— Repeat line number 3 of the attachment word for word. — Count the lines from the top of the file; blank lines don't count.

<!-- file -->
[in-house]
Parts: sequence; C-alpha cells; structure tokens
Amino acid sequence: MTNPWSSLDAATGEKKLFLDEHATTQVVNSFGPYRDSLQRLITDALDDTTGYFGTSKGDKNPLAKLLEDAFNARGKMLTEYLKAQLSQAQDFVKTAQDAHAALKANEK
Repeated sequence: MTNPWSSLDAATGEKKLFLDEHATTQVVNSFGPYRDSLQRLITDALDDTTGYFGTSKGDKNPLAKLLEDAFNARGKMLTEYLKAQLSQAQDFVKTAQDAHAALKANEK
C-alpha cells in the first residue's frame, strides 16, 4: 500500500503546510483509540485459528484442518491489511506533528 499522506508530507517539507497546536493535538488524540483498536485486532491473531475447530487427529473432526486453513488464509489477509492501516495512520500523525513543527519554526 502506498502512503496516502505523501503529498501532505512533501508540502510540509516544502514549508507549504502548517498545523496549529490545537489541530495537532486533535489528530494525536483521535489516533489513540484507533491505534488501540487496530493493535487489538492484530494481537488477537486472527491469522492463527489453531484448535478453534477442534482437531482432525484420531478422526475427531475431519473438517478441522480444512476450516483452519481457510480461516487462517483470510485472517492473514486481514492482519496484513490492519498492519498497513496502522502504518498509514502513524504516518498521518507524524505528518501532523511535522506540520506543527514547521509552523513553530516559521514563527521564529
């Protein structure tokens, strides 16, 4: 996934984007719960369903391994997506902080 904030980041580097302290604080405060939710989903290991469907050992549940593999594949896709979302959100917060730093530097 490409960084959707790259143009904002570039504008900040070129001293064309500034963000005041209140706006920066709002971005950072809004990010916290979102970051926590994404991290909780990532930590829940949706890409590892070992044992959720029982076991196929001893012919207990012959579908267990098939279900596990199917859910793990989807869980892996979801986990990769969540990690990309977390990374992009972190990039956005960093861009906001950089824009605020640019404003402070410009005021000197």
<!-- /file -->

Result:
Amino acid sequence: MTNPWSSLDAATGEKKLFLDEHATTQVVNSFGPYRDSLQRLITDALDDTTGYFGTSKGDKNPLAKLLEDAFNARGKMLTEYLKAQLSQAQDFVKTAQDAHAALKANEK